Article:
www.electrichybridvehicletechnology.com // January 2020 // 51
From smartphones to jet planes,
supercars to static storage, lithiumion
batteries have become the default
for diverse industries and a driver of
technological change. Global
production has risen quickly, from 20GWh in
2010 to 120GWh in 2017 according to a recent
European Commission report, and it’s
underpinning the shift to electric vehicles.
Almost half of that capacity – and growing – is
going into ‘mobility solutions’.
However, that proliferation has been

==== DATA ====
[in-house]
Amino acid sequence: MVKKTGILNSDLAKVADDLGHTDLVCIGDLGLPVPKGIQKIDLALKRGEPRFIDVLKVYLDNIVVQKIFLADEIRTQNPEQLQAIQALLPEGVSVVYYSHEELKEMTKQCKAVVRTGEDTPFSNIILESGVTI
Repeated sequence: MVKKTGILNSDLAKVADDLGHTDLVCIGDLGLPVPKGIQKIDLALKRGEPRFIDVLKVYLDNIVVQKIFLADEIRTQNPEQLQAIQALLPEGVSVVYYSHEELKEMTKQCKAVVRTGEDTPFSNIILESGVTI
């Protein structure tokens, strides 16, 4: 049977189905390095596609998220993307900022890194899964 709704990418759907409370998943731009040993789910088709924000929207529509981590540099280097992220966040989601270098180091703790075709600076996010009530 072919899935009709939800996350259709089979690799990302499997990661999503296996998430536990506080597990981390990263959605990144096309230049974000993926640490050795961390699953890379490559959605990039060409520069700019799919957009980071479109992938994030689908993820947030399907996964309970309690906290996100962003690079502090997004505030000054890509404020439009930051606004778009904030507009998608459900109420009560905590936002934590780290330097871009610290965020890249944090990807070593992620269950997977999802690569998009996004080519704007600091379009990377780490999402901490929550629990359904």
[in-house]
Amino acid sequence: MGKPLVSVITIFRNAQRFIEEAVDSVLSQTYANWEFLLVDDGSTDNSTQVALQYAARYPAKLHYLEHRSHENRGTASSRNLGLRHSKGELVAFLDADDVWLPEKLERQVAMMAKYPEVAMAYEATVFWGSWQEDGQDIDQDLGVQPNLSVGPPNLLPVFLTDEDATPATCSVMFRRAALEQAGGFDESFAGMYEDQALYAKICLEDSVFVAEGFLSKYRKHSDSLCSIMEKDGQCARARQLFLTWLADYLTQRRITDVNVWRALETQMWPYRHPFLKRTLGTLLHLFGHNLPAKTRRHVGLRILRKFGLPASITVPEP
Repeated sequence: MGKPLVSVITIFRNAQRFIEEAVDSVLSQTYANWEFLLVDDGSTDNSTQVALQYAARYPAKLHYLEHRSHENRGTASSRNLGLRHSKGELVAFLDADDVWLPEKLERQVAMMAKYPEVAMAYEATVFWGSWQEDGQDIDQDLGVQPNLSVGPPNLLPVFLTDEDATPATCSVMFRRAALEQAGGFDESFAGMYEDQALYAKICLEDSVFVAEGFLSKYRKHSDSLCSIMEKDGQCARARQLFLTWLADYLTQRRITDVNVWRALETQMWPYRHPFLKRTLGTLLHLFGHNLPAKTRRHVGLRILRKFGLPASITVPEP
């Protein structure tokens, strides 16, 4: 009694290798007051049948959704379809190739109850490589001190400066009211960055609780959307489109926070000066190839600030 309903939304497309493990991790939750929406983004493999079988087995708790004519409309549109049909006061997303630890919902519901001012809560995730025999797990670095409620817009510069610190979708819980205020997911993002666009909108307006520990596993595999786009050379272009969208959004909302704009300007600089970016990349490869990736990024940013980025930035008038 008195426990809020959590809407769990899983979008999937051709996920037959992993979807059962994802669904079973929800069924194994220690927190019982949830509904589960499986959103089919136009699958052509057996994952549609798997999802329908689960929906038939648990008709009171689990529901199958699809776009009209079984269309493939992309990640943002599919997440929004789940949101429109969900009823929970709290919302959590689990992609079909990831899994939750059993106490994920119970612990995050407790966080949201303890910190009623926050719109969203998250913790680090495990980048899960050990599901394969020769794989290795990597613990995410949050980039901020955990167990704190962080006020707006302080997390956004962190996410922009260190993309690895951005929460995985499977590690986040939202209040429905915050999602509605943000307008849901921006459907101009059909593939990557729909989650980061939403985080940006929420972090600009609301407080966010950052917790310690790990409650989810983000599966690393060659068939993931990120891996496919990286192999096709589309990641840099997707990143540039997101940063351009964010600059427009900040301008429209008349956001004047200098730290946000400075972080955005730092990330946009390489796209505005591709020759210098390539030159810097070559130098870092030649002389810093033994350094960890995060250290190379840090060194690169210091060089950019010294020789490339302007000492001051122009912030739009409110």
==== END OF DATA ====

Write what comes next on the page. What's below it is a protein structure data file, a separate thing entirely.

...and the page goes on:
accompanied by high-profi le safety concerns.
Battery fi res have grounded plane fl eets,
caused expensive recalls of consumer
electronics and led to hold luggage restrictions
for fl ights. But while a burning electric car still
piques the interest of content-hungry news
agencies, the risks appear to be overstated.
Statistics are skewed by the smaller vehicle
parc, but the track record is good. Of the
480,000 batteries Envision-AESC has built for
Nissan’s electric vehicles, the company says
there have been zero ‘critical incidents’
globally. Tesla, meanwhile, claims one fi re per
273 million km (170 million miles) travelled in
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